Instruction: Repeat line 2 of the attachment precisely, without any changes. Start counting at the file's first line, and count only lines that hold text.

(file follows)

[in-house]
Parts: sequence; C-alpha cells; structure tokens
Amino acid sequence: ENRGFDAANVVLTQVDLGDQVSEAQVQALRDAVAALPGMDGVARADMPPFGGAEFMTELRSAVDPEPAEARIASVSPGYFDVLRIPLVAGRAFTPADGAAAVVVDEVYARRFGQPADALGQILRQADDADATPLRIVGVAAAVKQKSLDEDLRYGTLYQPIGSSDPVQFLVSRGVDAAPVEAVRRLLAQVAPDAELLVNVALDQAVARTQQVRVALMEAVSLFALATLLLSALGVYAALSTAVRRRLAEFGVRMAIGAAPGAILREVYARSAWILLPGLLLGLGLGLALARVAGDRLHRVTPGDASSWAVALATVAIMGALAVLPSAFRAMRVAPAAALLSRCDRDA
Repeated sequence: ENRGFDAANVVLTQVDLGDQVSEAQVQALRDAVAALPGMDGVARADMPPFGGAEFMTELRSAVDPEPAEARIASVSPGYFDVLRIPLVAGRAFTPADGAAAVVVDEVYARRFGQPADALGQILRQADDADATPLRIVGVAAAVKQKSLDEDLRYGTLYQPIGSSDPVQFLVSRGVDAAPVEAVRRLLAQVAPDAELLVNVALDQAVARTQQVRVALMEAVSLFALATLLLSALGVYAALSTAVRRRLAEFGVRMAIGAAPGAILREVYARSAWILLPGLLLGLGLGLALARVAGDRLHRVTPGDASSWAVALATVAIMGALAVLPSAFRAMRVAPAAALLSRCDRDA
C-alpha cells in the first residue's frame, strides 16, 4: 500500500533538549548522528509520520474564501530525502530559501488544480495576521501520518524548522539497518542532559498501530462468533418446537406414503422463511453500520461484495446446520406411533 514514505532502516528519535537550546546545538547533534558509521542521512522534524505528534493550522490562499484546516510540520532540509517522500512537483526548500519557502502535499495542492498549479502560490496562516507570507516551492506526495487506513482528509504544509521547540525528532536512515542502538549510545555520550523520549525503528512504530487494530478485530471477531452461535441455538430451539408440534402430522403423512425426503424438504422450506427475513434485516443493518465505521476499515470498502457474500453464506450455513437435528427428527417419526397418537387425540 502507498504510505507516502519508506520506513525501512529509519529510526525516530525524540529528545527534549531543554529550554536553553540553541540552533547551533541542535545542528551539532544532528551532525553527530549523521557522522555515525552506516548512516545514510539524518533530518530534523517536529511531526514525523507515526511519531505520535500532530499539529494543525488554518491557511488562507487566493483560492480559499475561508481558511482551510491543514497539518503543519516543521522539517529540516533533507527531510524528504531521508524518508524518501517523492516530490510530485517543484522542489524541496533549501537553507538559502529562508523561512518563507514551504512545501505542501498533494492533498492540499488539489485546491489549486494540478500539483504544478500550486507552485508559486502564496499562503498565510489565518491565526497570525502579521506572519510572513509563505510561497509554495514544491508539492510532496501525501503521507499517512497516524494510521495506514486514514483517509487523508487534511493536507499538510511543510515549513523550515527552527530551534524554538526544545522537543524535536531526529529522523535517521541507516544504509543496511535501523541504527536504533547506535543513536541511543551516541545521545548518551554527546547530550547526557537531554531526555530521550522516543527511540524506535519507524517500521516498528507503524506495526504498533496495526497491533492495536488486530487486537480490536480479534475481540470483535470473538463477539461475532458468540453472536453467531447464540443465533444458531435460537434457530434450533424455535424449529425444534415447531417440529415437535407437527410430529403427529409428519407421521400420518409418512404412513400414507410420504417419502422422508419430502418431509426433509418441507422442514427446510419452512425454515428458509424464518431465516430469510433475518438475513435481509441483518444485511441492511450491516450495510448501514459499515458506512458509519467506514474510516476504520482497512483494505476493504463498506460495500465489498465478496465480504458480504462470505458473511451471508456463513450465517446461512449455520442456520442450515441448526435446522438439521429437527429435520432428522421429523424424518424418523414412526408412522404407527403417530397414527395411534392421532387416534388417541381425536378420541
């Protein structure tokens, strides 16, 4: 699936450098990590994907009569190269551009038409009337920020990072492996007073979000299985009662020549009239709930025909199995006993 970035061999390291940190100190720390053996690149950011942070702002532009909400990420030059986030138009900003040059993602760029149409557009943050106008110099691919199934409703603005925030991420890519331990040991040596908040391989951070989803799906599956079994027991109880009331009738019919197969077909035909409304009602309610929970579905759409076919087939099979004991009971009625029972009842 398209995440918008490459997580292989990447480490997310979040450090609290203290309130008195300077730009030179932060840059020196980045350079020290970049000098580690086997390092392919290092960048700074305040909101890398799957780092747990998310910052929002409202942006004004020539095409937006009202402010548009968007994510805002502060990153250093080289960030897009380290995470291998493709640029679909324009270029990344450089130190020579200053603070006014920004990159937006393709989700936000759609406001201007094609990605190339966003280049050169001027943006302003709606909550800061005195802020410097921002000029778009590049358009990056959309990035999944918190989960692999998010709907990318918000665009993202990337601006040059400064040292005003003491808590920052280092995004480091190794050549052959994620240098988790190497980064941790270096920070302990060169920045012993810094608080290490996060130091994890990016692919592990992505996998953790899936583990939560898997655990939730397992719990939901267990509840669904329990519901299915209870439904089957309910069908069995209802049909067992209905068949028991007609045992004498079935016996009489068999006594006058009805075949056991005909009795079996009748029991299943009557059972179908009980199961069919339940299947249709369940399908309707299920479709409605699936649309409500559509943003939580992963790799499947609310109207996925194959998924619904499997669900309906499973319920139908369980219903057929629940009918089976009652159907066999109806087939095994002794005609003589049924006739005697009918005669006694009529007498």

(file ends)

Parts: sequence; C-alpha cells; structure tokens